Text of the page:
Response to chemotherapy in experimental visceral leishmaniasis: T cell-dependent but interferon-γ- and interleukin-2-independent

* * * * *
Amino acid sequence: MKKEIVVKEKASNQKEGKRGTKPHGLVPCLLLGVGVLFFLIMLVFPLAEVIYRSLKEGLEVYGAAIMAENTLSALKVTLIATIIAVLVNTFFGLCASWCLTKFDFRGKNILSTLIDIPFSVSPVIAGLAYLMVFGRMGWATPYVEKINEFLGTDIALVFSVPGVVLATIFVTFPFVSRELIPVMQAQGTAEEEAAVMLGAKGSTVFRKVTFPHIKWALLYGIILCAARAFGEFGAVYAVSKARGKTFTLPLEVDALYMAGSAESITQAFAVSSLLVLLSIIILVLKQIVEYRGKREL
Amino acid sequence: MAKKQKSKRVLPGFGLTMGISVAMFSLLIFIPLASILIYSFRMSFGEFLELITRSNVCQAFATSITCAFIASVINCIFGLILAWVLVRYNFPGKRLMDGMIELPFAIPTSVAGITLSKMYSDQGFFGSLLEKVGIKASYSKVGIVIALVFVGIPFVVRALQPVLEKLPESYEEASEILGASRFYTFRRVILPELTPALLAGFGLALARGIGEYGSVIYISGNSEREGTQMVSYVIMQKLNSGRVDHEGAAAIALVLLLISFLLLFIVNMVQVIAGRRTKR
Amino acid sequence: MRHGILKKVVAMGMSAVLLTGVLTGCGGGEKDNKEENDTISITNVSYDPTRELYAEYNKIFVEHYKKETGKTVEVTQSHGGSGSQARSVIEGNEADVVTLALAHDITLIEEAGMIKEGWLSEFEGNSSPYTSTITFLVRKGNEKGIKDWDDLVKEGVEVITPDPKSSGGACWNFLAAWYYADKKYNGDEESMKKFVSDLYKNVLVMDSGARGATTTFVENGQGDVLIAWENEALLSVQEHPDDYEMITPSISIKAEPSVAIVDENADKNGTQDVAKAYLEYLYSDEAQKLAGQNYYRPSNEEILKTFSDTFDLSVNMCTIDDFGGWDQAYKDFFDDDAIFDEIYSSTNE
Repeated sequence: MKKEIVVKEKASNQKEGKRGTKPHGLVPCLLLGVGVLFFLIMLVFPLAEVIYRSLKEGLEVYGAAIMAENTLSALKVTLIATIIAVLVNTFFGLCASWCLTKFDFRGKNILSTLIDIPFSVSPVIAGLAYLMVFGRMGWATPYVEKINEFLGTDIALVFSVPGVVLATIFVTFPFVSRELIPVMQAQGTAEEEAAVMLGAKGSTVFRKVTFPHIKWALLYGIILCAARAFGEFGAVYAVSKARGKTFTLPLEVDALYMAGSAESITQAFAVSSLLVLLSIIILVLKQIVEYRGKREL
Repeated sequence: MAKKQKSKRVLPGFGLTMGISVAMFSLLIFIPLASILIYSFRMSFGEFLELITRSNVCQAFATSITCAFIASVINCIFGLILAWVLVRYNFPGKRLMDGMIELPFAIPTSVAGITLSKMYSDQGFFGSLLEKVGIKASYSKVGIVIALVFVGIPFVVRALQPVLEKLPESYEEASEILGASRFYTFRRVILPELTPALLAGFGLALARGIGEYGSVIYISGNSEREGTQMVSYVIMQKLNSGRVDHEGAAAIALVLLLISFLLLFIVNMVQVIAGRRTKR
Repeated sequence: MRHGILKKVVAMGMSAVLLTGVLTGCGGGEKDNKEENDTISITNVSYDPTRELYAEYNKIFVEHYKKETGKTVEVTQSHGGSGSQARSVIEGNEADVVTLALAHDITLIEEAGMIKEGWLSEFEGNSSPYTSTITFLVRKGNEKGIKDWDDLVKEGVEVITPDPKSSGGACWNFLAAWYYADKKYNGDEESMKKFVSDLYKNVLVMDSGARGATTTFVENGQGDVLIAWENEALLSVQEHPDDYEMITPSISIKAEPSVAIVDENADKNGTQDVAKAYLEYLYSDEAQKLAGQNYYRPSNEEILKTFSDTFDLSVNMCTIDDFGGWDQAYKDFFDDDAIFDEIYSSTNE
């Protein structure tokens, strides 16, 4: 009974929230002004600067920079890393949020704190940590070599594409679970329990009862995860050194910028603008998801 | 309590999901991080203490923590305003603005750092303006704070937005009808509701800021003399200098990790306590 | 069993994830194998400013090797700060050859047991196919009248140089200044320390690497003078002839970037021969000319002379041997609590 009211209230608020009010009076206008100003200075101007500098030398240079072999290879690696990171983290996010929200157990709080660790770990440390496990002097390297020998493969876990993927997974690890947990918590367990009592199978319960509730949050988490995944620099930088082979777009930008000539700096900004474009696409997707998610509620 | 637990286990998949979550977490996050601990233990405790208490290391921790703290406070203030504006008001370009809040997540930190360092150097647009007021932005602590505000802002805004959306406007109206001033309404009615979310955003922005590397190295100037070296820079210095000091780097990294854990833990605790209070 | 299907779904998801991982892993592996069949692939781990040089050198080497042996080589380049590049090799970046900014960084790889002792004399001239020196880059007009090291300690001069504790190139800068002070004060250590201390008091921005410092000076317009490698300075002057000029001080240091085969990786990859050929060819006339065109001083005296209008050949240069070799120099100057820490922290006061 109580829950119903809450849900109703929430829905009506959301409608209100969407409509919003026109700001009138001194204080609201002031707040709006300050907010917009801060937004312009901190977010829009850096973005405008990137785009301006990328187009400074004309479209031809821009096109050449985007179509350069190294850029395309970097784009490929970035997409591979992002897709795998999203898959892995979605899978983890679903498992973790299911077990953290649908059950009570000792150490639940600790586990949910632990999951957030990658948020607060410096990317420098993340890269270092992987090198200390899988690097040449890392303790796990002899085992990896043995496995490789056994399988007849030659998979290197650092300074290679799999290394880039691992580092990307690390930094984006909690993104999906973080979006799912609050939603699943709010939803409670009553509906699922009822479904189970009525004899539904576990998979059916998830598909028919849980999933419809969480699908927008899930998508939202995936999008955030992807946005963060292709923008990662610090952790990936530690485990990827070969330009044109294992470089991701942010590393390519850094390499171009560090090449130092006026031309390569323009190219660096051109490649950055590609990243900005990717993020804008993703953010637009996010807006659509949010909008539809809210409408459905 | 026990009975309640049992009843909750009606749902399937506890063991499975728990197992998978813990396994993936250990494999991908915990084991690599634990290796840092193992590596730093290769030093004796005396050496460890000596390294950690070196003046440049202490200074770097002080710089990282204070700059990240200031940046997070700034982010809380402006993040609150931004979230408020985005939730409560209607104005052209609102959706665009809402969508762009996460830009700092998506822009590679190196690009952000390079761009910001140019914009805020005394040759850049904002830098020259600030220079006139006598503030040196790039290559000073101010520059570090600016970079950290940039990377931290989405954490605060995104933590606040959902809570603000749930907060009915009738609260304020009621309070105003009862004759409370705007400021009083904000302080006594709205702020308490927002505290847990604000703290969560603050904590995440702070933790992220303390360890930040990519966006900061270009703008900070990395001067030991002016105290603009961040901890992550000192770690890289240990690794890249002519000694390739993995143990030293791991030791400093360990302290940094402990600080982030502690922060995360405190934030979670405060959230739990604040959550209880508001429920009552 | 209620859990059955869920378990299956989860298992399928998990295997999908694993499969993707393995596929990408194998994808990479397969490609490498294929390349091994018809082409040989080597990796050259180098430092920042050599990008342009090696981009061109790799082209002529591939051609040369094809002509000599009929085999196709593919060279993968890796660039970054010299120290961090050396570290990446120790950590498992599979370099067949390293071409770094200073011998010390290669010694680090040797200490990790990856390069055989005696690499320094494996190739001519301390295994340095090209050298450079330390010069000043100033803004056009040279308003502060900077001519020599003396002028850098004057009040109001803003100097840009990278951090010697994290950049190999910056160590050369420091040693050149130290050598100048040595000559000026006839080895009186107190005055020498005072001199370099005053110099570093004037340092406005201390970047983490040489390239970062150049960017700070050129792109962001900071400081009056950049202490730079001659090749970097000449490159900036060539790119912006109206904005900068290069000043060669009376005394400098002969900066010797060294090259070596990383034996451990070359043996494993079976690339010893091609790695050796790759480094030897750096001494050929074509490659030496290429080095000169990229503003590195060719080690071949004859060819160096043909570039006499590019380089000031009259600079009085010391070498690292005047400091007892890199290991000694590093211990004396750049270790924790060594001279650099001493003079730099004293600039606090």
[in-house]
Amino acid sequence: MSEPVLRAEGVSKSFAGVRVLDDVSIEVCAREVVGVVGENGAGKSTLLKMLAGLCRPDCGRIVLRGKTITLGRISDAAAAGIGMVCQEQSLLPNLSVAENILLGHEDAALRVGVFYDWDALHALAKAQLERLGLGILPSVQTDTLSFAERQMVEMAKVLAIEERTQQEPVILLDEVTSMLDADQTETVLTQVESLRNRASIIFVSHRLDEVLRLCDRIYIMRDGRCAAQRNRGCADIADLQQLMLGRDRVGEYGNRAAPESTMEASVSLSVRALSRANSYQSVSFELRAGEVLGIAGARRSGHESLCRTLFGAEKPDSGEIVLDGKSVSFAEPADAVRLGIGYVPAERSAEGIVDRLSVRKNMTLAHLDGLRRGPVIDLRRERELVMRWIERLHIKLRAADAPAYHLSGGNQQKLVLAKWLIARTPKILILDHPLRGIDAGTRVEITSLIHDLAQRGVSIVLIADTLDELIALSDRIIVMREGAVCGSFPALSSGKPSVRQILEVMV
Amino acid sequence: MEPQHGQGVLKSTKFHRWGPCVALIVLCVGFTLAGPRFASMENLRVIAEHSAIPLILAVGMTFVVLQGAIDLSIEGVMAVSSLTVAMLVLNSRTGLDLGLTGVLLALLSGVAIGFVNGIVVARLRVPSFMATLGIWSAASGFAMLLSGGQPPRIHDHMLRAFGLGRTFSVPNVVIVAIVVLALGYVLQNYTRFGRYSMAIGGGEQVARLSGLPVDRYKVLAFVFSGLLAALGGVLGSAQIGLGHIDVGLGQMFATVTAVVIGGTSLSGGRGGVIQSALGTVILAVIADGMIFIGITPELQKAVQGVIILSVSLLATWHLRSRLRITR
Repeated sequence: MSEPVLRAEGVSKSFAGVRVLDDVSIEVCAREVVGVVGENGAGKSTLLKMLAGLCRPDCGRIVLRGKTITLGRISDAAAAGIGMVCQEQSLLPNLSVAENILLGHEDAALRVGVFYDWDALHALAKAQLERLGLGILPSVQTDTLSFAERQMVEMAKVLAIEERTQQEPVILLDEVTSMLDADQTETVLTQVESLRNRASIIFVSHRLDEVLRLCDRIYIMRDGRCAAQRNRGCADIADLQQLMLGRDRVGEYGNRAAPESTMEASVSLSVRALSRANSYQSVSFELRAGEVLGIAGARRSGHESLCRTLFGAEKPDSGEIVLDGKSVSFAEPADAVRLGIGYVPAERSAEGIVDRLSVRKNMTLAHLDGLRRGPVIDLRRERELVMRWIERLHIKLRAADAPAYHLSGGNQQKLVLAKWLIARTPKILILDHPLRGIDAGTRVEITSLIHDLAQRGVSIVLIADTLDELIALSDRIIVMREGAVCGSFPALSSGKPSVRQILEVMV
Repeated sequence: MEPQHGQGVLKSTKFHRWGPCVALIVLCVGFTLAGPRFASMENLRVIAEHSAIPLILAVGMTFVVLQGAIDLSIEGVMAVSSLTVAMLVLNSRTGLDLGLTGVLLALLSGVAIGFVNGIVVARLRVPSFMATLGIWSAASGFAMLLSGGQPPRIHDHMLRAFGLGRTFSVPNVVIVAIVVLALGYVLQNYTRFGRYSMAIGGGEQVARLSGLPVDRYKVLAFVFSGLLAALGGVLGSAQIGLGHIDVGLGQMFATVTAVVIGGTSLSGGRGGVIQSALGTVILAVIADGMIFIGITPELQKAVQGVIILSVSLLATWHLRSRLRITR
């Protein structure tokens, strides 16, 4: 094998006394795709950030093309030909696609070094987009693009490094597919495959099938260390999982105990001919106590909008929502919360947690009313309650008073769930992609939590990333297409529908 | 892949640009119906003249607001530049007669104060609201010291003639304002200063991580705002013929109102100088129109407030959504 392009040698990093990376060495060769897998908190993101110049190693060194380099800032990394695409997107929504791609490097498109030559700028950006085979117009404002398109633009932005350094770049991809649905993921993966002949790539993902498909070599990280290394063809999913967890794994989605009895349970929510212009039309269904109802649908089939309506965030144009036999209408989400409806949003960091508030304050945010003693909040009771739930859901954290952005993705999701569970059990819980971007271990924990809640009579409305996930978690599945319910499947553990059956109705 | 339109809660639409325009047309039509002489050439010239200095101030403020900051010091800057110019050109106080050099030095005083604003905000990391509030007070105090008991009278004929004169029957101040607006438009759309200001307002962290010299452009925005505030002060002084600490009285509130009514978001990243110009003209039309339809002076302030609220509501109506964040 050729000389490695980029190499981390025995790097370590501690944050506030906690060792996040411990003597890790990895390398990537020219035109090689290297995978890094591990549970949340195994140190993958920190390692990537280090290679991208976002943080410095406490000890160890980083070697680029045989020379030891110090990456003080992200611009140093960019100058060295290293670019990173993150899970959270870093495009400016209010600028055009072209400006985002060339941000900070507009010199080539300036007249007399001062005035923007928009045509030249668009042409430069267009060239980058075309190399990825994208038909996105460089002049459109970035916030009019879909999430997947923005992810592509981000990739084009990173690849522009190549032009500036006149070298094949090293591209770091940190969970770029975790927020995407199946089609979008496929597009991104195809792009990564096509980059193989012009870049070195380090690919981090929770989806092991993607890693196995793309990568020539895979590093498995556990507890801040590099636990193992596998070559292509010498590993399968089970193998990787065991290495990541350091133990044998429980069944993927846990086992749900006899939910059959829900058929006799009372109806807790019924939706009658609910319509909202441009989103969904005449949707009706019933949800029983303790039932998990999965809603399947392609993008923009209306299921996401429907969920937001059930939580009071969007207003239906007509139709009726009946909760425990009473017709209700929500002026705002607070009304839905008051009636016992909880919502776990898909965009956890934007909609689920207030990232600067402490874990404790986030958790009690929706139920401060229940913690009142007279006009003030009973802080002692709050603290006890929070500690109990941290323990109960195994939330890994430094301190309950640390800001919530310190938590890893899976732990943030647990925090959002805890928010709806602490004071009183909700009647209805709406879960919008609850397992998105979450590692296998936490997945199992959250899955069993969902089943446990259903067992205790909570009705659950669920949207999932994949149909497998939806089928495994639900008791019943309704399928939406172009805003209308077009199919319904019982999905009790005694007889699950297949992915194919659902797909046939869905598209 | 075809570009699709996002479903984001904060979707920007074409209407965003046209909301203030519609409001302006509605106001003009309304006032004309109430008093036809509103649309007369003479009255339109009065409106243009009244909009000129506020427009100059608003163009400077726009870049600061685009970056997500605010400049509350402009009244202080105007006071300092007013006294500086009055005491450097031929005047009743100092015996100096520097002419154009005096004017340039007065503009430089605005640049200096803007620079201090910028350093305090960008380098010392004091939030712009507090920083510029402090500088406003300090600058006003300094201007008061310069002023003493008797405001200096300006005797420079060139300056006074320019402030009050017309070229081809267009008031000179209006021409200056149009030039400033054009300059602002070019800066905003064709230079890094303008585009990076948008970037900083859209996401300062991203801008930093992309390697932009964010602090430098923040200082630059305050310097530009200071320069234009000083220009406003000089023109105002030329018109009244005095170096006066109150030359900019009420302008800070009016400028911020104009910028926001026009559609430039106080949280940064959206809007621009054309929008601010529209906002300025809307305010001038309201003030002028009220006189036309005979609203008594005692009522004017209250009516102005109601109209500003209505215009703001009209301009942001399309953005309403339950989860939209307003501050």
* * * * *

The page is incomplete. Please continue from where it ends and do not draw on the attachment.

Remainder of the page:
The capacity of Leishmania donovani-infected BALB/c mice to respond to conventional chemotherapy with pentavalent antimony (Sb) is T cell dependent and, in nude mice, can be restored in part by treatment with the T cell lymphokines, interferon-gamma (IFN-gamma) or interleukin-2 (IL-2). To document the presumed role of endogenous IFN-gamma and IL-2 in responsiveness to antileishmanial chemotherapy in the T cell-intact host, L. donovani-infected euthymic BALB/c mice were treated with anti-IFN-gamma or anti-IL-2 monoclonal antibodies (MAbs) before and after Sb administration. Treatment with MAbs exacerbated visceral infection but did not inhibit the in vivo efficacy of Sb. Thus, while combination therapy of Sb plus IFN-gamma or IL-2 may prove beneficial in T cell-deficient hosts with visceral leishmaniasis, T cell activities other than or in addition to IFN-gamma or IL-2 production may mediate in vivo responsiveness to antileishmanial chemotherapy in the euthymic host.